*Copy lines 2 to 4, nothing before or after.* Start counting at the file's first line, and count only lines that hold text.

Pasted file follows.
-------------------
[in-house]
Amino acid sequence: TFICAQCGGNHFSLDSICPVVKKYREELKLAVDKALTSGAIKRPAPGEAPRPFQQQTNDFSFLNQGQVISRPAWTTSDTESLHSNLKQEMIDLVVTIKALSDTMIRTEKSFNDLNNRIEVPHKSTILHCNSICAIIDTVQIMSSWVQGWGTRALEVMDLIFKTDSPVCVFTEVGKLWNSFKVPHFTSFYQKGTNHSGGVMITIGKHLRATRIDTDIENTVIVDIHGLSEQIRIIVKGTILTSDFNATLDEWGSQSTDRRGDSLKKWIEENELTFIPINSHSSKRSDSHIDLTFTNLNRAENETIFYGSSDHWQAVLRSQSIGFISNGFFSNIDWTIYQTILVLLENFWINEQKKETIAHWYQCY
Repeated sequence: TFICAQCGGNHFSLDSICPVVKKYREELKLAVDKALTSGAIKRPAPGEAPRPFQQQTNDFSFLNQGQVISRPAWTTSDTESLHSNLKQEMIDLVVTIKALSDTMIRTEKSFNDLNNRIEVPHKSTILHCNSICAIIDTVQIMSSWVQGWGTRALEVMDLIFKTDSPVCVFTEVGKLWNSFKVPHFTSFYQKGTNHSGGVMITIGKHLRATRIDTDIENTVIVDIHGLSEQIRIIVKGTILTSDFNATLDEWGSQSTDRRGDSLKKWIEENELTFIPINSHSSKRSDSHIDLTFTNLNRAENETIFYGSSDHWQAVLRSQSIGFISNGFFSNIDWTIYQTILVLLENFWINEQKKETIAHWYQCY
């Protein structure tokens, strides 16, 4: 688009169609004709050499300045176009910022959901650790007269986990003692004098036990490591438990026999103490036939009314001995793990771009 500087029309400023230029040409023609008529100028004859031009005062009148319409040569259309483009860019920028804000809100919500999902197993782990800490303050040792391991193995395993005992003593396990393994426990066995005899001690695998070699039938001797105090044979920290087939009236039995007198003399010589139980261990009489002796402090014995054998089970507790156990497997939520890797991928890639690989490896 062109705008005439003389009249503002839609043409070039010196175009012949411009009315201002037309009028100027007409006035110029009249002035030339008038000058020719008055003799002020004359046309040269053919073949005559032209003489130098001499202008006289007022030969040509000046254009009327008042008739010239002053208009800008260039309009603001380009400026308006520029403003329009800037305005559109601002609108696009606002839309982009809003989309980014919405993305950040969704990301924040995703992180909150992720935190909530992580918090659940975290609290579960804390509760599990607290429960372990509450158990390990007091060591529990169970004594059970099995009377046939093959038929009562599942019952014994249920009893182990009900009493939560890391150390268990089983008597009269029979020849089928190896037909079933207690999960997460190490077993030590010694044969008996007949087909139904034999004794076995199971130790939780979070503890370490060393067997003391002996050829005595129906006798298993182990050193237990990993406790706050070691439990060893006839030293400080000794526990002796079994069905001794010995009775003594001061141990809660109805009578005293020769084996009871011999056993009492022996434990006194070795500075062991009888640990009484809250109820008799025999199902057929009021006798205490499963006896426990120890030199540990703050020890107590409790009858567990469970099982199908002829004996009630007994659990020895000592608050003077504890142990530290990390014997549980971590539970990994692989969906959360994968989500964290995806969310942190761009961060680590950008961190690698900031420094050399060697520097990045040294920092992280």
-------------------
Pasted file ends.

Amino acid sequence: TFICAQCGGNHFSLDSICPVVKKYREELKLAVDKALTSGAIKRPAPGEAPRPFQQQTNDFSFLNQGQVISRPAWTTSDTESLHSNLKQEMIDLVVTIKALSDTMIRTEKSFNDLNNRIEVPHKSTILHCNSICAIIDTVQIMSSWVQGWGTRALEVMDLIFKTDSPVCVFTEVGKLWNSFKVPHFTSFYQKGTNHSGGVMITIGKHLRATRIDTDIENTVIVDIHGLSEQIRIIVKGTILTSDFNATLDEWGSQSTDRRGDSLKKWIEENELTFIPINSHSSKRSDSHIDLTFTNLNRAENETIFYGSSDHWQAVLRSQSIGFISNGFFSNIDWTIYQTILVLLENFWINEQKKETIAHWYQCY
Repeated sequence: TFICAQCGGNHFSLDSICPVVKKYREELKLAVDKALTSGAIKRPAPGEAPRPFQQQTNDFSFLNQGQVISRPAWTTSDTESLHSNLKQEMIDLVVTIKALSDTMIRTEKSFNDLNNRIEVPHKSTILHCNSICAIIDTVQIMSSWVQGWGTRALEVMDLIFKTDSPVCVFTEVGKLWNSFKVPHFTSFYQKGTNHSGGVMITIGKHLRATRIDTDIENTVIVDIHGLSEQIRIIVKGTILTSDFNATLDEWGSQSTDRRGDSLKKWIEENELTFIPINSHSSKRSDSHIDLTFTNLNRAENETIFYGSSDHWQAVLRSQSIGFISNGFFSNIDWTIYQTILVLLENFWINEQKKETIAHWYQCY
């Protein structure tokens, strides 16, 4: 688009169609004709050499300045176009910022959901650790007269986990003692004098036990490591438990026999103490036939009314001995793990771009 500087029309400023230029040409023609008529100028004859031009005062009148319409040569259309483009860019920028804000809100919500999902197993782990800490303050040792391991193995395993005992003593396990393994426990066995005899001690695998070699039938001797105090044979920290087939009236039995007198003399010589139980261990009489002796402090014995054998089970507790156990497997939520890797991928890639690989490896 062109705008005439003389009249503002839609043409070039010196175009012949411009009315201002037309009028100027007409006035110029009249002035030339008038000058020719008055003799002020004359046309040269053919073949005559032209003489130098001499202008006289007022030969040509000046254009009327008042008739010239002053208009800008260039309009603001380009400026308006520029403003329009800037305005559109601002609108696009606002839309982009809003989309980014919405993305950040969704990301924040995703992180909150992720935190909530992580918090659940975290609290579960804390509760599990607290429960372990509450158990390990007091060591529990169970004594059970099995009377046939093959038929009562599942019952014994249920009893182990009900009493939560890391150390268990089983008597009269029979020849089928190896037909079933207690999960997460190490077993030590010694044969008996007949087909139904034999004794076995199971130790939780979070503890370490060393067997003391002996050829005595129906006798298993182990050193237990990993406790706050070691439990060893006839030293400080000794526990002796079994069905001794010995009775003594001061141990809660109805009578005293020769084996009871011999056993009492022996434990006194070795500075062991009888640990009484809250109820008799025999199902057929009021006798205490499963006896426990120890030199540990703050020890107590409790009858567990469970099982199908002829004996009630007994659990020895000592608050003077504890142990530290990390014997549980971590539970990994692989969906959360994968989500964290995806969310942190761009961060680590950008961190690698900031420094050399060697520097990045040294920092992280």